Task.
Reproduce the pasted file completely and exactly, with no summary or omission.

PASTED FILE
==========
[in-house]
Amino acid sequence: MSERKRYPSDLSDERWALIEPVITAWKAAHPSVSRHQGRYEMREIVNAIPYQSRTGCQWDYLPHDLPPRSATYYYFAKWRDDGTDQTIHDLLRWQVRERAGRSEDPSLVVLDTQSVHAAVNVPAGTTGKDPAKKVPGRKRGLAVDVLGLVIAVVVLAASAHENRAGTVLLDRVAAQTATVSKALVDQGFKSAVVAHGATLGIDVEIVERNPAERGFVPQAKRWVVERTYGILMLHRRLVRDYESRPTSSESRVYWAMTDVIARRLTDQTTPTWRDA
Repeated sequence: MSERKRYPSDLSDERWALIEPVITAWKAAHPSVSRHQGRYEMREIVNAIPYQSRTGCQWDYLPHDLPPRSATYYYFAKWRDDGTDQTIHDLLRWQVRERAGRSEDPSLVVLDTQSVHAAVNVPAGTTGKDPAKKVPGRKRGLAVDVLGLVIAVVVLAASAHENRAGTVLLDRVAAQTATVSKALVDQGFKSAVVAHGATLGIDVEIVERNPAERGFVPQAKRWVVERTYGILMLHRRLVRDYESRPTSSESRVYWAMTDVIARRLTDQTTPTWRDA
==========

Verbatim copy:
[in-house]
Amino acid sequence: MSERKRYPSDLSDERWALIEPVITAWKAAHPSVSRHQGRYEMREIVNAIPYQSRTGCQWDYLPHDLPPRSATYYYFAKWRDDGTDQTIHDLLRWQVRERAGRSEDPSLVVLDTQSVHAAVNVPAGTTGKDPAKKVPGRKRGLAVDVLGLVIAVVVLAASAHENRAGTVLLDRVAAQTATVSKALVDQGFKSAVVAHGATLGIDVEIVERNPAERGFVPQAKRWVVERTYGILMLHRRLVRDYESRPTSSESRVYWAMTDVIARRLTDQTTPTWRDA
Repeated sequence: MSERKRYPSDLSDERWALIEPVITAWKAAHPSVSRHQGRYEMREIVNAIPYQSRTGCQWDYLPHDLPPRSATYYYFAKWRDDGTDQTIHDLLRWQVRERAGRSEDPSLVVLDTQSVHAAVNVPAGTTGKDPAKKVPGRKRGLAVDVLGLVIAVVVLAASAHENRAGTVLLDRVAAQTATVSKALVDQGFKSAVVAHGATLGIDVEIVERNPAERGFVPQAKRWVVERTYGILMLHRRLVRDYESRPTSSESRVYWAMTDVIARRLTDQTTPTWRDA